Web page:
17 May 2021

Vox: “Vietnam defied the experts and sealed its border to keep Covid-19 out”

This strict approach to travel, global health experts say, is directly connected to Vietnam’s seeming defeat of Covid-19. Thirty-five people have reportedly died in total, and a little more than 2,700 have been infected with the virus during three small waves that have all been quickly quashed. Even on the worst days of the pandemic, the country of 97 million has never recorded more than 110 new cases — a tiny fraction of the 68,000 daily case high in the United Kingdom, which has a population one-third smaller than Vietnam, or the record 300,000-plus cases per day only the US and India managed to tally.

Last year, Vietnam’s economy even grew 2.9 percent, defying economists’ predictions and beating China to become the top performer in Asia.

At the same time, speaking out against travel bans had become synonymous with opposing nationalism and wall-building, said Lee. There were these progressive, human rights values that were upheld by not using travel measures.

But it’s now clear that the well-meaning advice and previous research findings didn’t match up with the situation the world was facing in early 2020. The new virus was different — more contagious and harder to stop. SARS-CoV-2 can be transmitted prior to the onset of symptoms, if they ever occur — while with SARS and Ebola, for example, people are only contagious when they are very ill or symptomatic.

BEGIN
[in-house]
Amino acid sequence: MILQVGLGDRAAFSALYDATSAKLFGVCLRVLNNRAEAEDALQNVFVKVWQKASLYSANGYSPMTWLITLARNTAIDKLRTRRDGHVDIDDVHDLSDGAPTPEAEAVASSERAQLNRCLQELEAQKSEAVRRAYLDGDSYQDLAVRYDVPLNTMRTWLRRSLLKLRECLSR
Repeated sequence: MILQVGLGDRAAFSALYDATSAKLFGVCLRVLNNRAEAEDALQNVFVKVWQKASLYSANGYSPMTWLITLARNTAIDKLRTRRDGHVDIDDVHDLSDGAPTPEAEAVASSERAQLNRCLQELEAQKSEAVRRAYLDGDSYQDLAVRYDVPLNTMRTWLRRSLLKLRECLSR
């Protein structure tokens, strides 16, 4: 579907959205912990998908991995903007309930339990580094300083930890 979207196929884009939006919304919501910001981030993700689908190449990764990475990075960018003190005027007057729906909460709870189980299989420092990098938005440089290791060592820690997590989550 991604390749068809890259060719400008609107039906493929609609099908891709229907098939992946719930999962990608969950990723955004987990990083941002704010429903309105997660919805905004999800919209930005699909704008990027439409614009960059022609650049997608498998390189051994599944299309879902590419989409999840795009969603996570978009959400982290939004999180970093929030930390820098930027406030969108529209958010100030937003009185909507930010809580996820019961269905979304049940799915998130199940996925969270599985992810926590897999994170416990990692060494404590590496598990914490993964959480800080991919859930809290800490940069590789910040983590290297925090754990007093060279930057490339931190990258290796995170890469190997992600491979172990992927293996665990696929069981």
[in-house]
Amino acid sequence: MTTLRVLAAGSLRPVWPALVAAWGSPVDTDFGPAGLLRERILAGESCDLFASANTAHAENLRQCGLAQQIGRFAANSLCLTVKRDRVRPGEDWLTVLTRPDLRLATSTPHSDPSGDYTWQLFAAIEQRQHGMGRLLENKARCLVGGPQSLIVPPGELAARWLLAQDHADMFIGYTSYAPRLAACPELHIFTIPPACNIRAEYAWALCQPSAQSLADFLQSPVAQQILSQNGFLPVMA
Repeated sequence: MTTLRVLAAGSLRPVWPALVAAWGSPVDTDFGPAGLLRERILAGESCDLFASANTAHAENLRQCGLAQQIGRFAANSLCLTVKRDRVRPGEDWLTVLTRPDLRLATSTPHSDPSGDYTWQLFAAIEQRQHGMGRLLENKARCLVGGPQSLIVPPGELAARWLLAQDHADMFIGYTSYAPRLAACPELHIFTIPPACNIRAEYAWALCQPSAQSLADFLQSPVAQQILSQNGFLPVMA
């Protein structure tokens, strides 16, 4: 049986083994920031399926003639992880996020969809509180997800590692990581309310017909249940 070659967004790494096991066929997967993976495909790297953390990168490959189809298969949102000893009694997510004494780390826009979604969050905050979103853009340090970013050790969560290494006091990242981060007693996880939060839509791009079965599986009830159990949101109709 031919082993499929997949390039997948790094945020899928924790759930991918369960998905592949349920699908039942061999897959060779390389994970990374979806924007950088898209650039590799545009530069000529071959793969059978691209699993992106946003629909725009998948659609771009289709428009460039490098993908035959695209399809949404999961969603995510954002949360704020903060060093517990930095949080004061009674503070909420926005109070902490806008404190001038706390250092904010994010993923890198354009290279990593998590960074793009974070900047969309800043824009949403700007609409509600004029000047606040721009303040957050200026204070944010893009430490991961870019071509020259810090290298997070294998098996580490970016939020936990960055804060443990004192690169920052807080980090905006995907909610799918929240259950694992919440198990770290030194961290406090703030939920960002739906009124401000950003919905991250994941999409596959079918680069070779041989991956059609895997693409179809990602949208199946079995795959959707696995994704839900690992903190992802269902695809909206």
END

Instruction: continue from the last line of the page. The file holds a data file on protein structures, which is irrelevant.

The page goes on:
Julia Belluz

One of the more puzzling aspects of the pandemic for me was this constant insistence from many experts, including the WHO, that countries should not limit travel in an effort to contain the spread of the pandemic. Quarantines and movement restrictions have been used for centuries to keep disease out, even before people understood the mechanisms causing infection. It is blindingly obvious that, if you prevent infected people from entering a region, that place will be protected from the spread. Even if travel restrictions only delayed infections, they would still be valuable measures allowing countries more time to prepare their health systems – just as the initial lockdowns were supposed to.

Officials inside the Van Don airport check details of Vietnamese citizens
Officials inside the Van Don airport in Vietnam’s Quang Ninh province check details of Vietnamese citizens repatriating from Wuhan, China, on February 10, 2020. Son Nguyen/AFP via Getty Images

The best explanation I can produce for this unfounded scientific conclusion is that, in recent years, very few countries were willing to close their borders fast and thoroughly enough to block incoming pathogens. After more than a year living with this pandemic, we now have a couple of examples – Taiwan and New Zealand, alongside Vietnam – proving that minimizing travel and strict quarantines for incoming passengers can successfully keep viruses at bay, even one as infections as SARS‑CoV‑2.

Still, governments keep making the same mistakes, shunning travel restrictions, neglecting rigorous testing and quarantines for incoming passengers. The surge of cases in India has led to the emergence of new viral strains, which are now rapidly spreading throughout the world: in April, Belgium identified an outbreak of 20 cases of the Indian variant among 43 nursing students; Israel found three cases of the Brazilian variant in vaccinated citizens returning from abroad; Taipei raised the alert level in the city and introduced measures to contain a recent rise of cases, most likely introduced by travelers, as has Singapore, following the discovery of a large cluster at Changi Airport; and the Indian variant is rapidly spreading in the UK as well, following a wave of Indian nationals fleeing their country, and threatening to delay the relaxation of restrictions, while Prime Minister Boris Johnson was, yet again, slow to take decisive action. I fear this lax attitude towards travel will continue to prolong the pandemic, despite vaccination efforts and localized restrictions.

Post a Comment